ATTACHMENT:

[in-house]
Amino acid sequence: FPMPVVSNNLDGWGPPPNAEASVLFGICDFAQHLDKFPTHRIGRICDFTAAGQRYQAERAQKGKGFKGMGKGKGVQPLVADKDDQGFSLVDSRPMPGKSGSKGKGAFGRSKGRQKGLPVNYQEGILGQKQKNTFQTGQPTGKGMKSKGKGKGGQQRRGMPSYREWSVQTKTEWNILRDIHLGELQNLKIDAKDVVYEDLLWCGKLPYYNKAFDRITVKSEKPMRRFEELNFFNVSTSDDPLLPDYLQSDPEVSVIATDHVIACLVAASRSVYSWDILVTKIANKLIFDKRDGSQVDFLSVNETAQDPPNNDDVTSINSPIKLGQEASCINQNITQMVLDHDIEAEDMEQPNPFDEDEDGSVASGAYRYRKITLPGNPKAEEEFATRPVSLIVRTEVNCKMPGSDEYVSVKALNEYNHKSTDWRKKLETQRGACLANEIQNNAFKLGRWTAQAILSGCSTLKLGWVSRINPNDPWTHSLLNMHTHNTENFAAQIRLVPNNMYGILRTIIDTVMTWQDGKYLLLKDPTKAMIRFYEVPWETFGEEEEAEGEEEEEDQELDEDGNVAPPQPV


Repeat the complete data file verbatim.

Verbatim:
[in-house]
Amino acid sequence: FPMPVVSNNLDGWGPPPNAEASVLFGICDFAQHLDKFPTHRIGRICDFTAAGQRYQAERAQKGKGFKGMGKGKGVQPLVADKDDQGFSLVDSRPMPGKSGSKGKGAFGRSKGRQKGLPVNYQEGILGQKQKNTFQTGQPTGKGMKSKGKGKGGQQRRGMPSYREWSVQTKTEWNILRDIHLGELQNLKIDAKDVVYEDLLWCGKLPYYNKAFDRITVKSEKPMRRFEELNFFNVSTSDDPLLPDYLQSDPEVSVIATDHVIACLVAASRSVYSWDILVTKIANKLIFDKRDGSQVDFLSVNETAQDPPNNDDVTSINSPIKLGQEASCINQNITQMVLDHDIEAEDMEQPNPFDEDEDGSVASGAYRYRKITLPGNPKAEEEFATRPVSLIVRTEVNCKMPGSDEYVSVKALNEYNHKSTDWRKKLETQRGACLANEIQNNAFKLGRWTAQAILSGCSTLKLGWVSRINPNDPWTHSLLNMHTHNTENFAAQIRLVPNNMYGILRTIIDTVMTWQDGKYLLLKDPTKAMIRFYEVPWETFGEEEEAEGEEEEEDQELDEDGNVAPPQPV